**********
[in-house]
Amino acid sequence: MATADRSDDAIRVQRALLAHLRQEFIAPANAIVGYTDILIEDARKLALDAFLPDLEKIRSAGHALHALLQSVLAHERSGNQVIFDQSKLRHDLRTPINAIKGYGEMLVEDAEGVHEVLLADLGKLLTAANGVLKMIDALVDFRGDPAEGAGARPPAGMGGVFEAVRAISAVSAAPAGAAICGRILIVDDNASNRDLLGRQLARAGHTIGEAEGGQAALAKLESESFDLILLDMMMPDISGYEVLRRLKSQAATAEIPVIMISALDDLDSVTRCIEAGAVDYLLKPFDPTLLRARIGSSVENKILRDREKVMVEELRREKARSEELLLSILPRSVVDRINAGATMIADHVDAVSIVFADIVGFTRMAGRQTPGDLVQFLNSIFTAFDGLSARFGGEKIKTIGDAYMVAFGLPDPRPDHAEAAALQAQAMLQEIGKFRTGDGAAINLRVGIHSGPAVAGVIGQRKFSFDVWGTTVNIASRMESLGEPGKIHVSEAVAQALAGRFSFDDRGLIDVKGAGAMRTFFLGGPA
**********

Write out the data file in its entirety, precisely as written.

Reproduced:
[in-house]
Amino acid sequence: MATADRSDDAIRVQRALLAHLRQEFIAPANAIVGYTDILIEDARKLALDAFLPDLEKIRSAGHALHALLQSVLAHERSGNQVIFDQSKLRHDLRTPINAIKGYGEMLVEDAEGVHEVLLADLGKLLTAANGVLKMIDALVDFRGDPAEGAGARPPAGMGGVFEAVRAISAVSAAPAGAAICGRILIVDDNASNRDLLGRQLARAGHTIGEAEGGQAALAKLESESFDLILLDMMMPDISGYEVLRRLKSQAATAEIPVIMISALDDLDSVTRCIEAGAVDYLLKPFDPTLLRARIGSSVENKILRDREKVMVEELRREKARSEELLLSILPRSVVDRINAGATMIADHVDAVSIVFADIVGFTRMAGRQTPGDLVQFLNSIFTAFDGLSARFGGEKIKTIGDAYMVAFGLPDPRPDHAEAAALQAQAMLQEIGKFRTGDGAAINLRVGIHSGPAVAGVIGQRKFSFDVWGTTVNIASRMESLGEPGKIHVSEAVAQALAGRFSFDDRGLIDVKGAGAMRTFFLGGPA